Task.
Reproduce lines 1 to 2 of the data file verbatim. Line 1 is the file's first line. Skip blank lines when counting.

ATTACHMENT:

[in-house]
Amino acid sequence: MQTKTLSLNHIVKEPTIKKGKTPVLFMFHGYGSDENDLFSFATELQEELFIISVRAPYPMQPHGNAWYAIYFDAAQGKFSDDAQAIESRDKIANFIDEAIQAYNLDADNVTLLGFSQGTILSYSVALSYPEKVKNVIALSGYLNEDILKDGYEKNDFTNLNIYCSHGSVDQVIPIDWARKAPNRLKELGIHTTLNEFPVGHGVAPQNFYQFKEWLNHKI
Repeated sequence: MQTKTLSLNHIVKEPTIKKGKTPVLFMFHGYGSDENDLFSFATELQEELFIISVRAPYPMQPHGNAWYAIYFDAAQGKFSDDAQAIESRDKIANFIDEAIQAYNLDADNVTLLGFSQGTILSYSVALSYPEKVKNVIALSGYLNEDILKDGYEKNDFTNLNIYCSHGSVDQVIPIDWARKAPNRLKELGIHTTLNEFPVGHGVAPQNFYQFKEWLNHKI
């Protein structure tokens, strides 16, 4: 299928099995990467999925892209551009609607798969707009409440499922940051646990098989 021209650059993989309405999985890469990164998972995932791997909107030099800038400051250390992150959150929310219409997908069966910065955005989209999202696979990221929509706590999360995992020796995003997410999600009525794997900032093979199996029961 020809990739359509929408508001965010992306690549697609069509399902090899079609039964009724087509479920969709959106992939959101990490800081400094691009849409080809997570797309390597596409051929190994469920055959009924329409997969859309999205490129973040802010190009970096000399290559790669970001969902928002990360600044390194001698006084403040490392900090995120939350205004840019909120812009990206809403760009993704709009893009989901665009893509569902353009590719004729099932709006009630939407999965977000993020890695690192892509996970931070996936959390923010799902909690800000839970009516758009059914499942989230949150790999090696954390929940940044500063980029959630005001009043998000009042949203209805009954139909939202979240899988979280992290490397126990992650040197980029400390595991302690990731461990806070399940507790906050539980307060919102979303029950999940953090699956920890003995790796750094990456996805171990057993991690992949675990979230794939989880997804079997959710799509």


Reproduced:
[in-house]
Amino acid sequence: MQTKTLSLNHIVKEPTIKKGKTPVLFMFHGYGSDENDLFSFATELQEELFIISVRAPYPMQPHGNAWYAIYFDAAQGKFSDDAQAIESRDKIANFIDEAIQAYNLDADNVTLLGFSQGTILSYSVALSYPEKVKNVIALSGYLNEDILKDGYEKNDFTNLNIYCSHGSVDQVIPIDWARKAPNRLKELGIHTTLNEFPVGHGVAPQNFYQFKEWLNHKI